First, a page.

October 25, 2013
Gov. Jerry Brown talks to the media Monday at the National Governors Association's winter meeting in Washington, D.C.
Gov. Jerry Brown and governors of seven other states today
announced an initiative that aims to put 3.3 million zero-emission
vehicles on the roadways within a dozen years.
effort dovetails with California’s previously stated goal of putting 1.5
million zero-emission vehicles on the road by 2025.
initiative takes the form of a memorandum of understanding signed by the
governors of California, Connecticut, Maryland, Massachusetts, New York, Oregon, Rhode Island and Vermont. Officials said those states comprise nearly 25 percent of the U.S. vehicle market.
“Today’s announcement shows commitment from these states to support a
successful and growing market for electric vehicles, a key solution for
tackling climate change
and cutting our nation’s projected oil use in half over the next 20
years,” said David Reichmuth, senior engineer with the clean vehicles
program at the Union of Concerned Scientists. “ ... Auto manufacturers,
lawmakers and citizens need to work together so that we can enjoy
cleaner vehicles across the United States. Today’s agreement, signed by
eight states representing a quarter of all new vehicles sales, is an
important step toward ensuring that the market for electric vehicles
continues to expand.”
The agreement spells out cooperative measures promoting zero-emission vehicles – or ZEVs – with goals of reducing greenhouse gas emissions, improving air quality and public health, fostering energy diversity, creating consumer savings and promoting economic growth.
ZEVs include battery-electric vehicles, plug-in hybrid-electric
vehicles and hydrogen fuel-cell electric vehicles. Increasing the number
of EV charging stations is a major component of the agreement.
called the initiative “not just an agreement, but a serious and
profoundly important commitment. From coast to coast, we’re charging
ahead to get millions of the world’s cleanest vehicles on our roads.”
York Gov. Andrew Cuomo said he believes the effort is “a major step
forward to reducing the emissions that are causing our climate to change
and unleashing the extreme weather that we are experiencing with
In Sacramento, a formal announcement of the
program will be made at 8:30 a.m. today at the California Environmental
Protection Agency building at 1001 I St. Various officials of the states
are scheduled to be on hand, along with representatives of the American
Lung Association and Consumer Federation of America. The Sacramento
announcement is being coordinated by the California Air Resources Board.
of the cooperative measures agreed to by the governors include:
harmonizing building codes to make it easier to construct new electric
vehicle charging stations, including ZEVs in public vehicle fleets,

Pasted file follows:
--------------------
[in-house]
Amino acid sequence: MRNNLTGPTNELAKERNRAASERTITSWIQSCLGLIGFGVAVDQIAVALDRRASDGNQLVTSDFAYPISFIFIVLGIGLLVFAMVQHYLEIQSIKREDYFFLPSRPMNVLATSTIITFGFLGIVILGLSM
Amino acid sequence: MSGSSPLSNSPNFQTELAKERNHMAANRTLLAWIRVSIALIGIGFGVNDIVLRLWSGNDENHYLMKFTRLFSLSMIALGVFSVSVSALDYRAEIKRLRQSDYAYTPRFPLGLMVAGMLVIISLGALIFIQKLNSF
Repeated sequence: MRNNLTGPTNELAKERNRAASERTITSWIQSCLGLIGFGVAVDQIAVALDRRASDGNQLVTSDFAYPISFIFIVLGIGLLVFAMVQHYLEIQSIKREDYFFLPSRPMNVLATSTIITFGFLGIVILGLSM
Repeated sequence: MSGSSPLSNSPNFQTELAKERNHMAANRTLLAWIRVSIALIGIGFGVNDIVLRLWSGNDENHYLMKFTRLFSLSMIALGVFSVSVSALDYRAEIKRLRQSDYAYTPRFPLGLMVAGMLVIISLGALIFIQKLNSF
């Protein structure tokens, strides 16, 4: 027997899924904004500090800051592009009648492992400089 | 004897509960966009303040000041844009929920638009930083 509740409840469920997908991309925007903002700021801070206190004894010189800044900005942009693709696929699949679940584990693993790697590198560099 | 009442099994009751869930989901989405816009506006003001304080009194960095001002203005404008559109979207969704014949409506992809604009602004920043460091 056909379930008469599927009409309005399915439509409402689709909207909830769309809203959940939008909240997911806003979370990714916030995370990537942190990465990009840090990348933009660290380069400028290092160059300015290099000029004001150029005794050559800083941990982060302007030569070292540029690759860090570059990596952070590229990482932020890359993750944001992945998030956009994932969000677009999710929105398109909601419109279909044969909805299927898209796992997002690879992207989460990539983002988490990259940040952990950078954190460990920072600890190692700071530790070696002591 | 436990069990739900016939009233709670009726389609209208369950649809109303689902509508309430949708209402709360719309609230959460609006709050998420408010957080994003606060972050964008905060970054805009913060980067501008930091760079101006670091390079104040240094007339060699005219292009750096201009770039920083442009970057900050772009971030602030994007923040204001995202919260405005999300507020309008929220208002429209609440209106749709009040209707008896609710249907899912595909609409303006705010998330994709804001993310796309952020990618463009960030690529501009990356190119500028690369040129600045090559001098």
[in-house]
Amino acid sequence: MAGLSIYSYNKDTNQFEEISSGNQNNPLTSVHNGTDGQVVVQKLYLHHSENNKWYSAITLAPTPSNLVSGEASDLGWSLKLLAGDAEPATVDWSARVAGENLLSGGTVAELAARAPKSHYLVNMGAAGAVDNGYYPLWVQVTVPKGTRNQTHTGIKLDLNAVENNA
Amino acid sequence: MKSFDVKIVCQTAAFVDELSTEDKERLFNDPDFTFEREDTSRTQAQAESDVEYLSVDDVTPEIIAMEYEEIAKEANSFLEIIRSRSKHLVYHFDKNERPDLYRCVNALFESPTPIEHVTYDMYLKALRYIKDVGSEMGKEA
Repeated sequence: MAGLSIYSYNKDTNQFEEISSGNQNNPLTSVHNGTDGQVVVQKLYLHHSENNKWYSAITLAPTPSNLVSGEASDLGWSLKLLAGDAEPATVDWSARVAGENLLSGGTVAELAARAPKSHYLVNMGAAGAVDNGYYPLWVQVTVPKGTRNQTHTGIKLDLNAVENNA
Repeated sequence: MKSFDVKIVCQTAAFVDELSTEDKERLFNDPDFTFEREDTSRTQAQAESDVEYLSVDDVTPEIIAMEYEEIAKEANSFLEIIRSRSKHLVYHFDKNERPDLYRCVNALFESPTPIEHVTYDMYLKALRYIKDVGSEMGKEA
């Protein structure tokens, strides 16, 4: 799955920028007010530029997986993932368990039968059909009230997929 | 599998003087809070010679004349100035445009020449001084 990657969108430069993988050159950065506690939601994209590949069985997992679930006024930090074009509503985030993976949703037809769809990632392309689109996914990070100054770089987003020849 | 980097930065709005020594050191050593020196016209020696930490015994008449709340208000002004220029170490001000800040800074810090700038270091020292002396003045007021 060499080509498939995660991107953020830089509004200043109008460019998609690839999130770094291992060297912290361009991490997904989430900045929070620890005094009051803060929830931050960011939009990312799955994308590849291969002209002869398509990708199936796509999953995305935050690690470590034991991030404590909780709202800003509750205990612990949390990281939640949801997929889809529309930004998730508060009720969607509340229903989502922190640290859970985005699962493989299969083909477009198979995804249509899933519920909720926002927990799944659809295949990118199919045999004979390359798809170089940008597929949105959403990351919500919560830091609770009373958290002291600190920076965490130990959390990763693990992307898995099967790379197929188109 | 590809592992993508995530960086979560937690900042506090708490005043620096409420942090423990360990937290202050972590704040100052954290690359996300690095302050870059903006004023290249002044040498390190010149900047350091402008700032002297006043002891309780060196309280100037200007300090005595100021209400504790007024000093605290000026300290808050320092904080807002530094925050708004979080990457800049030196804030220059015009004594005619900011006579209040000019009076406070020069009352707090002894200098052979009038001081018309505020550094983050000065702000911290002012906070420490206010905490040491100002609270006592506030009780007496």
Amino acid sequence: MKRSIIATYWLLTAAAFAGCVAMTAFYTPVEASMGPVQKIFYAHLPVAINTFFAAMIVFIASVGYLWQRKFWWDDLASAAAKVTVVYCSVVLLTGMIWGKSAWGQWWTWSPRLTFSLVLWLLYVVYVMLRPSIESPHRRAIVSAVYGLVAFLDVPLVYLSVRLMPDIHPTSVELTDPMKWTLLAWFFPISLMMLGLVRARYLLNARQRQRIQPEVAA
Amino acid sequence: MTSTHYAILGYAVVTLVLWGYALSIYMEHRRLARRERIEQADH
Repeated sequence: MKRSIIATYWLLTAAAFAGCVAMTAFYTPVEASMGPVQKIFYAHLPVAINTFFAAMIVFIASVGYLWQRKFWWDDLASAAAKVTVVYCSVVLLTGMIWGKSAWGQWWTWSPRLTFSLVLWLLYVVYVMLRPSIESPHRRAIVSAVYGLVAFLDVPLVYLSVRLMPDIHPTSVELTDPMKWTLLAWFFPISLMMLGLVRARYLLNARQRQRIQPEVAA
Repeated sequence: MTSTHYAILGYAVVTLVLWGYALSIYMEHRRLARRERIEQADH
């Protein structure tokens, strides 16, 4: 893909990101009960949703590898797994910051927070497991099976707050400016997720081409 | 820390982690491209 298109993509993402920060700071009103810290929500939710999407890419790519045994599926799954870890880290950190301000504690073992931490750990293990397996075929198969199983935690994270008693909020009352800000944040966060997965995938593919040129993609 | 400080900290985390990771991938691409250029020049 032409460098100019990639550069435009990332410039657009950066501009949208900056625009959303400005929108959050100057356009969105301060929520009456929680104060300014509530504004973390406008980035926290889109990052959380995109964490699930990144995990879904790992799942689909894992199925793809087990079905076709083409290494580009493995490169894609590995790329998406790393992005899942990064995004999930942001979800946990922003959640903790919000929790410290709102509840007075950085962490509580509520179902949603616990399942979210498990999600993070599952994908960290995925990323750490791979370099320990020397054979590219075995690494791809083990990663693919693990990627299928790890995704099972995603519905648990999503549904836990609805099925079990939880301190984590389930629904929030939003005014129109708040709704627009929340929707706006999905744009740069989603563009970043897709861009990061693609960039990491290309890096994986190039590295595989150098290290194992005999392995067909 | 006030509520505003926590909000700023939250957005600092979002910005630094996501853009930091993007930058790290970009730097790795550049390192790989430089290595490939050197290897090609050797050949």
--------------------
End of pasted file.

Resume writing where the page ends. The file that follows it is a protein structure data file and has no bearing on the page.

establishing financial and other incentives to promote ZEVs, and
developing common standards for roadway signs and charging networks. The
governors also said they would consider establishing favorable
electricity rates for home-charging systems.
Officials said California and the other seven states will develop an action plan over the next six months.
all states, California has been the leader in sales of gas-electric
hybrids, electric vehicles and ZEVs. In recent years, automakers have
increased output of electric vehicles that, by technical definition,
have no harmful emissions. Recent, technology-laden model introductions
also include the all-electric Nissan Leaf and the Chevrolet Volt, a
passenger car that can run solely via a battery charged in a common home
electrical outlet, then continue via a charging process handled by an
on-board, standard-fuel engine.
Officials said there are currently 16 zero-emission vehicle models
available from eight automotive manufacturers. Hydrogen fuel cell
vehicle development is still in the early stages, but Toyota will unveil
its upcoming concept next month at the Tokyo Motor Show. Toyota aims to
sell the hydrogen fuel cell cars in the United States, Europe and Japan
by 2015. Hydrogen fuel cell vehicles from Hyundai, Honda and
Mercedes-Benz are also in the pipeline.
The biggest obstacle to
the proliferation of hydrogen fuel cell vehicles has been a lack of
hydrogen fueling stations, but California could eventually lead that
effort with Brown’s recent signing of Assembly Bill 8. It extends, until
Jan. 1, 2024, existing fees on motor vehicles, boat registrations and
new tires. The fees fund programs to accelerate the turnover of older
vehicles and development of advanced, environmentally friendly
Officials at the West Sacramento-based California
Fuel Cell Partnership said the measure provides funding for at least 100
hydrogen stations with a commitment of up to $20 million a year from
the California Energy Commission’s Alternative and Renewable Fuel and
Vehicle Technology Program. Last year, the partnership released “A
California Road Map” recommending 68 stations in strategic locations to
launch the commercial market and at least 100 stations to sustain it.